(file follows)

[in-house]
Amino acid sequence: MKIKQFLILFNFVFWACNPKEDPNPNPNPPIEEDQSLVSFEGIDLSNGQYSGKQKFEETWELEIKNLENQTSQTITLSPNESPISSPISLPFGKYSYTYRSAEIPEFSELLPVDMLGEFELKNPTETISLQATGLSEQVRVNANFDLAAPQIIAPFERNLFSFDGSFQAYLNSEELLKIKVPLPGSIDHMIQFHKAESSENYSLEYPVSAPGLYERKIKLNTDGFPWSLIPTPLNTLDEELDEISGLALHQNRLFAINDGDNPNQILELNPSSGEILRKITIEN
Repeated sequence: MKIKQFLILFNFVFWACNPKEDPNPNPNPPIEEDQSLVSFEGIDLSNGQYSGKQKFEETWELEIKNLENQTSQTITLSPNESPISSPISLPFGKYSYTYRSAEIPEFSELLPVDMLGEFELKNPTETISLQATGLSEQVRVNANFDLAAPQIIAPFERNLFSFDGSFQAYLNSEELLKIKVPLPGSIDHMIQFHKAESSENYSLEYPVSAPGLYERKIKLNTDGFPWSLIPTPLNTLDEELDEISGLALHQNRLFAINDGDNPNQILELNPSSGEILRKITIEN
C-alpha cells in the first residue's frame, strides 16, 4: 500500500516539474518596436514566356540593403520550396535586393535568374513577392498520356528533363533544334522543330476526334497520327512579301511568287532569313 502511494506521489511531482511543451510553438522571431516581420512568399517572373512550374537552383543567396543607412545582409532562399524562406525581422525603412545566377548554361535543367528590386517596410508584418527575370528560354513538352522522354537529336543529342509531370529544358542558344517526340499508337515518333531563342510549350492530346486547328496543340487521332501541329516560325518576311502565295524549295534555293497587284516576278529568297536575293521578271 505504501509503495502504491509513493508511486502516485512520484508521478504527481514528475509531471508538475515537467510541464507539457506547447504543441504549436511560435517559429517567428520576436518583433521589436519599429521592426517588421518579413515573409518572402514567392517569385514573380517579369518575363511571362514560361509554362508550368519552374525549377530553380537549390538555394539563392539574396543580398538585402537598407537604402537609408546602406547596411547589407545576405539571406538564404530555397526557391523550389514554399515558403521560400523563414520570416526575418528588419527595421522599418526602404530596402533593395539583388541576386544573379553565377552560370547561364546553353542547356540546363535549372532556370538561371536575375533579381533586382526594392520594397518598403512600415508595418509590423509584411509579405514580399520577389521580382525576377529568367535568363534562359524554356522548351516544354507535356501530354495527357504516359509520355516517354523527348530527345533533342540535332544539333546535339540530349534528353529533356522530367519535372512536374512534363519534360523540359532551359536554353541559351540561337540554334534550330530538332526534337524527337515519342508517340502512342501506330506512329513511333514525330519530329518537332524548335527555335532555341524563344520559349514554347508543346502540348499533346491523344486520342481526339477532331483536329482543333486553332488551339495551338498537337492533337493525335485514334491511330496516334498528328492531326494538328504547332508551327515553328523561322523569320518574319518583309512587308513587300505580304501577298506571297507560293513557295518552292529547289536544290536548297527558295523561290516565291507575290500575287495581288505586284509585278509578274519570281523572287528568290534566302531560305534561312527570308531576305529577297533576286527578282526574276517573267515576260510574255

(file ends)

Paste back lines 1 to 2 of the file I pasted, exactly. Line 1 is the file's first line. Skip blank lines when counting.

[in-house]
Amino acid sequence: MKIKQFLILFNFVFWACNPKEDPNPNPNPPIEEDQSLVSFEGIDLSNGQYSGKQKFEETWELEIKNLENQTSQTITLSPNESPISSPISLPFGKYSYTYRSAEIPEFSELLPVDMLGEFELKNPTETISLQATGLSEQVRVNANFDLAAPQIIAPFERNLFSFDGSFQAYLNSEELLKIKVPLPGSIDHMIQFHKAESSENYSLEYPVSAPGLYERKIKLNTDGFPWSLIPTPLNTLDEELDEISGLALHQNRLFAINDGDNPNQILELNPSSGEILRKITIEN